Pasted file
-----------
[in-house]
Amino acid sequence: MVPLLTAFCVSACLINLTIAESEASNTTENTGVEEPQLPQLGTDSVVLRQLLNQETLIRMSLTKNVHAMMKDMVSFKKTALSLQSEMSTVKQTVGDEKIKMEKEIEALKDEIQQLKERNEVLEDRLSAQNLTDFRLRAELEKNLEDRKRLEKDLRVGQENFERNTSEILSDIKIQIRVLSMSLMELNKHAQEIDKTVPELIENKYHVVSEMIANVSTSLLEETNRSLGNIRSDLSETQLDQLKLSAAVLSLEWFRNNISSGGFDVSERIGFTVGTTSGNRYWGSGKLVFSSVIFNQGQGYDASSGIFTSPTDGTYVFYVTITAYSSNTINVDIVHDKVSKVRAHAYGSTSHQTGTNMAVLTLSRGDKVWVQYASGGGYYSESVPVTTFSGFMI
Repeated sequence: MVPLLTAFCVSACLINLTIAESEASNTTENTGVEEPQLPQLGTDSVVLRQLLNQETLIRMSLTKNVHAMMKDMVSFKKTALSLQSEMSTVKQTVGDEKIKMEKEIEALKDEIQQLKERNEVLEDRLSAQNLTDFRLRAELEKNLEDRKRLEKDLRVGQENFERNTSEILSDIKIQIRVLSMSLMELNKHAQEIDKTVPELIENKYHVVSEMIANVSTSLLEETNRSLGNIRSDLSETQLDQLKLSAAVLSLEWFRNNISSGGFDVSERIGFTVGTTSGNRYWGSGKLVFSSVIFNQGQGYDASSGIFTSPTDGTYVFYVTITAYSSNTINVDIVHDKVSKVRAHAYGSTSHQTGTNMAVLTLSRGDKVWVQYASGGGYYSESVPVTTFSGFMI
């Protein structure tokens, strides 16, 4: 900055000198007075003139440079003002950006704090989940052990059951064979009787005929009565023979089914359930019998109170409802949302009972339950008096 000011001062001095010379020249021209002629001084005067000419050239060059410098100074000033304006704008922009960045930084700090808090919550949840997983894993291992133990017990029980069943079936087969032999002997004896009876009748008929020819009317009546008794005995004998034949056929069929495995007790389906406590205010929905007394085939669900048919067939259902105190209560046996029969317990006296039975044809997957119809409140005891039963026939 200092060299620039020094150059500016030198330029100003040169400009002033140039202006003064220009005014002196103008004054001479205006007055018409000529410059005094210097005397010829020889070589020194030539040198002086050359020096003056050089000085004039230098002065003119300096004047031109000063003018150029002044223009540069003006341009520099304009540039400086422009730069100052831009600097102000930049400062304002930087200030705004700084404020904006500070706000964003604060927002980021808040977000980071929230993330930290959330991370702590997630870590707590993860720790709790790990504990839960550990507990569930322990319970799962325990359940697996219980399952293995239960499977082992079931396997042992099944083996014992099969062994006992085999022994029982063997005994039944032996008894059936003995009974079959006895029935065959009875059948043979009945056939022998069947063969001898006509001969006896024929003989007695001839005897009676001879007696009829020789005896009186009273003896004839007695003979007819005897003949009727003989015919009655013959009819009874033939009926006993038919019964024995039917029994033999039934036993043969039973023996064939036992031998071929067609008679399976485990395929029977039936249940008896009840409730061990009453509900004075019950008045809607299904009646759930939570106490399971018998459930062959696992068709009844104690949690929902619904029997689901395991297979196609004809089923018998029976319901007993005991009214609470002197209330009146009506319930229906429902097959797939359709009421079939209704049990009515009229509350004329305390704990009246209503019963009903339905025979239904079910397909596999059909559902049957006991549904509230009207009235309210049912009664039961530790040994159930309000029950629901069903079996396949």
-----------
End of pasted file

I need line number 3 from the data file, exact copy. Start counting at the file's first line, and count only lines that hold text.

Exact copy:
Repeated sequence: MVPLLTAFCVSACLINLTIAESEASNTTENTGVEEPQLPQLGTDSVVLRQLLNQETLIRMSLTKNVHAMMKDMVSFKKTALSLQSEMSTVKQTVGDEKIKMEKEIEALKDEIQQLKERNEVLEDRLSAQNLTDFRLRAELEKNLEDRKRLEKDLRVGQENFERNTSEILSDIKIQIRVLSMSLMELNKHAQEIDKTVPELIENKYHVVSEMIANVSTSLLEETNRSLGNIRSDLSETQLDQLKLSAAVLSLEWFRNNISSGGFDVSERIGFTVGTTSGNRYWGSGKLVFSSVIFNQGQGYDASSGIFTSPTDGTYVFYVTITAYSSNTINVDIVHDKVSKVRAHAYGSTSHQTGTNMAVLTLSRGDKVWVQYASGGGYYSESVPVTTFSGFMI